Halloween was last night and it’s one of my favorite holidays. It’s the night where many hear the familiar call of “Trick or Treat” at our front doors. Advance preparation for most includes running to a store (a lot of times actually on Halloween) to purchase candy or “treats.” Of course, we all buy our favorite candy with the hopes that there will be a few leftovers once all the trick-or-treaters have visited. The “trick” is a usually an idle threat to perform mischief on homeowners or their property if no “treat” is given.
I recall years’ ago explaining Halloween to a friend from another country where Trick-or-Treating is not widely practiced. I explained: “Kids show up at your door dressed in costumes, and yell ‘Trick-or-Treat,’ you answer the door, and give them candy.” To this, he replied, “Do you know these kids?” I replied, “No, not really, the majority are strangers.” “But why do you give them candy?” he asked. “It’s just a custom here in the United States,” I stated. “How strange,” he replied. And in actuality, it really is. But who cares? It’s a fun tradition that’s here to stay as Halloween is the second highest-grossing holiday for the retail industry following the all-time leader of Christmas.
Yesterday, I spoke with a guy from my Neighborhood Patrol as they mapped out the homes participating in Halloween in order to steer trick-or-treaters – usually numbering more than 100 – throughout our neighborhood. He indicated many homeowners were either attending functions elsewhere, taking their own children trick-or-treating, or, due to unemployment, planned not to participate. He indicated the vast majority of homeowners on my block and adjacent cul-de-sac were not participating in Halloween this year.
When I heard this, I was heartbroken for the kids and told him that I would participate. I climbed up into my attic for my Halloween decorations and pulled down a string of pumpkin lights and two yard decorations – a large pumpkin, about 3’ tall, and another with ghosts rising up from a tombstone. I then raced to a store and purchased several bags of Laffy Taffy. Yes, the banana-flavored Laffy Taffy is my favorite.
Although some popular histories of Halloween have characterized trick-or-treating as an adult invention to re-channel Halloween activities away from vandalism, there are very little records supporting it. According to Wikipedia, Des Moines, Iowa is the only area known to have record of trick-or-treating being used to deter crime.
For many years, I hosted huge Halloween parties where I supplied each attending child with a goody bag of Halloween favors. I had various leftovers including vampire teeth, tattoos, glow-in-the-dark snakes, skull and spider rings, stickers, bracelets, and so forth. I mixed those together with several bags of candy and created a large bowl full of “treats” to pass out.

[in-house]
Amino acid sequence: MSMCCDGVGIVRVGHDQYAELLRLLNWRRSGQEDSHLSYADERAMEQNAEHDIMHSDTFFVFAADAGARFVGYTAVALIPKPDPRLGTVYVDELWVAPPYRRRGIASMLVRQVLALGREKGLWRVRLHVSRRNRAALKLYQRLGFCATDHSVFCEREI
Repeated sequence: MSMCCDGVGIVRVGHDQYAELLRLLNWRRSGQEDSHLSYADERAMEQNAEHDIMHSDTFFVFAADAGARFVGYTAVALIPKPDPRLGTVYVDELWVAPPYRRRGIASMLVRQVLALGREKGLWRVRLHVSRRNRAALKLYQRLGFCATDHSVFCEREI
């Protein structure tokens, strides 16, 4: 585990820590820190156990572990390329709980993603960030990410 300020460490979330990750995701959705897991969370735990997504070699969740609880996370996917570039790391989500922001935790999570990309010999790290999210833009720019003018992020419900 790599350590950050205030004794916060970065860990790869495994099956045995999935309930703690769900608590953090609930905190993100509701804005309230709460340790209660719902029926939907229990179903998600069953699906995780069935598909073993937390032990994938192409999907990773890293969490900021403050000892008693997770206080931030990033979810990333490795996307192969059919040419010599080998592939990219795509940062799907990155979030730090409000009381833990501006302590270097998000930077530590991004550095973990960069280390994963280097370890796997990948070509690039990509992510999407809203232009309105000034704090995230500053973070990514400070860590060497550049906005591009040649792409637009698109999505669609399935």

I had lots of trick-or-treaters with the most popular costumes being princesses, witches, zombies, and super heroes. At 8:50 p.m., my bowl of “treats” was getting low and I had just decided to cut it off at 9 p.m. I then answered the door to a group of five teenage boys. I’m guessing their ages ranged from 13- to 15-years old. One had on a Miami Dolphins jersey and another wore a scary mask but, for the most part, they were plain clothed. The boys were loud and aggressive, crowding close to me at the door wanting to know what I was giving out and why I wasn’t in a costume. Only two carried bags to collect candy.
Three of the boys were excited to receive the Laffy Taffy and specifically requested the strawberry flavored ones (yay…I still had banana-flavored ones left!) and two grabbed skull rings and vampire teeth along with the candy. Two of the older-looking, non-costume-wearing kids rejected the Laffy Taffy and Halloween favors and one stated, “We only want good candy” and they walked off. Or so I thought!
About five minutes later the doorbell rang and I answered to my neighbor standing there with one of my decorations in her hands. It was my large plastic pumpkin with a huge hole in it. She also had another neighbor’s pumpkin and asked if it belonged to me as well. She indicated she witnessed these boys kicking my pumpkin around and that they had grabbed and destroyed her scarecrow decorations and smashed several real pumpkins as well.
I told her of my exchange with them and she related she was giving out Hershey’s chocolate bars and Snickers and that these kids were aggressive with her as well. After closing her door following their visit, she heard odd noises and went out to discover the boys destroying our decorations. She indicated she called the Neighborhood Patrol to watch out for these kids as they ran off when she came outside to investigate.
We were “tricked” and we’re not sure why. We did our part by decorating and providing what we both thought were good “treats.” It was our understanding that if you give a “treat” that you do not get “tricked.” When did it start that the “treats” had to be of a certain type or value?
After my neighbor departed, I immediately took down my pumpkin lights and brought in my ghost decoration and shut off all the outside lights. Halloween 2011 was over for me at 9 p.m. I had thoroughly enjoyed all the kids (and a few dressed up dogs) prior to this group of boys that came to my door. I had kids of all ages visiting my door last night with most of the teenagers being overly polite. Several of the kids even commented how much they liked my Halloween favors and decorations, especially my cute pumpkin lights.
My “trick” on these kids is that I plan not to let a few vandals destroy my Halloween and “treat” giving. Next year, I plan to put out my pumpkin lights and ghost decorations and yes, I hope to give out Laffy Taffy again in hopes that I’ll have some banana ones left over for me.